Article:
Last weekend, I made a simple supper to enjoy in the garden; the weather wasn't great but it was warm enough to sit out. Chicken pieces had been marinated in Olive Oil, Oregano, Black Pepper and a little Mint; five or so hours in the fridge. Shoved onto Skewers, these went onto the smoking-hot Griddle-Pan for a couple of minutes each side until they turned slightly golden and sticky. Doused liberally - and I mean liberally - in lip-stinging sea salt and lemon juice, we cracked open a couple of ice-cold Mythos and chowed down.
The first bite; the crunch of salt, the bite of lemon, the succulent, herbed chicken and the smooth, cold lager. I close my eyes. For a second - a fleeting, blissful second - I'm there. I'm on my precious, much -needed, Greek holiday. The power of food and beer to transport should never be underestimated.
It might surprise you to read me enthusing about Mythos but it's one of my favourite beers simply due to the reasons above; the context in which I enjoy it in. I know I'm not alone either, there's been love for Mythos for the same reasons from Mark and the Real Ale Reviews Chaps. So there.
I finally managed to get in gear and taste Black Sheep's Imperial Russian Stout, which has been (and probably still is - just) on at Veritas on Great George Street. At 8.5% abv, it's not quite on the massive 'Imperial' side of things, nor is it your average bar-top stout, but I must say I enjoyed it.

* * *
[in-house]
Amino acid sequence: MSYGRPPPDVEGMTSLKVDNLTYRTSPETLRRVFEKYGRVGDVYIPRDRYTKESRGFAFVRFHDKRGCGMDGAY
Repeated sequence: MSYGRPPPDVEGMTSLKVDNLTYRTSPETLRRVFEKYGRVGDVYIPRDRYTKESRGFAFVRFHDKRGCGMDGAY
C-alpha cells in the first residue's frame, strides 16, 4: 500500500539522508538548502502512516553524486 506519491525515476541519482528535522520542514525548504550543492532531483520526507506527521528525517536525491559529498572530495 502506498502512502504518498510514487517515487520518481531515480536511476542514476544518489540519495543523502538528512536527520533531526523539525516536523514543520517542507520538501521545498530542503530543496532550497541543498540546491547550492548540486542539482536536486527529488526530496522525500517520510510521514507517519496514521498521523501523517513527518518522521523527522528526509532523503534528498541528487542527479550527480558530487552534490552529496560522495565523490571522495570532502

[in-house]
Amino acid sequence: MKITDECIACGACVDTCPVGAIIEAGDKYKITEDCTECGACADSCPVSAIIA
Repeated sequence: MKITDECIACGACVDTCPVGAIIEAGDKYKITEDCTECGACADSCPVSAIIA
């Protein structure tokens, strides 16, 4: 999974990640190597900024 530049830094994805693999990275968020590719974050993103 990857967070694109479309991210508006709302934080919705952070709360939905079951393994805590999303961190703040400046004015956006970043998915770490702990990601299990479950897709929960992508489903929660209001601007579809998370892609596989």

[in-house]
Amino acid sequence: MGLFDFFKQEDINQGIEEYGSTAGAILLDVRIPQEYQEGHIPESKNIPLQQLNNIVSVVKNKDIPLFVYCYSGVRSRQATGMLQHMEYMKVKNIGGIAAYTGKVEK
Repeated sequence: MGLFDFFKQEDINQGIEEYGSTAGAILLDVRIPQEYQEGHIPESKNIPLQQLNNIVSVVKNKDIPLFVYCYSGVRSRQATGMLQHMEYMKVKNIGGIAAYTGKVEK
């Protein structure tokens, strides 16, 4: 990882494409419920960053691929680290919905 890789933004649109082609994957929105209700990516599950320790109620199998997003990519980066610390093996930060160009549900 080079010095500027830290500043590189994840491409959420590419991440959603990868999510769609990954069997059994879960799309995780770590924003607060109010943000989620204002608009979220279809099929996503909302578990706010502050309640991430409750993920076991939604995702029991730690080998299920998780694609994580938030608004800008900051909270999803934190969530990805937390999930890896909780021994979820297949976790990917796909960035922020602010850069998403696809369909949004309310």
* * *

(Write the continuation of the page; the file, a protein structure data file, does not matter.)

On the nose there's hints of cherry and smoke, along with a decent 'oakiness'. That smoke dies somewhat on the taste, but the oak and fruit remains, with with fruit coming more to fore; raisin, almond, and digestive biscuits all battling it out before that drying coffee and black chocolate note comes in at the end to wrap things up.
The alcohol is up front - it does taste 8.5% - but that's only a minor detraction for me. I enjoyed the beer; and as with their Porter , I'm really pleased to see Black Sheep branching out. I hope we see more of this sort of thing from them. Oh, and by the way - the pump clip rocks. Nice artwork, Black Sheep, thumbs up from me!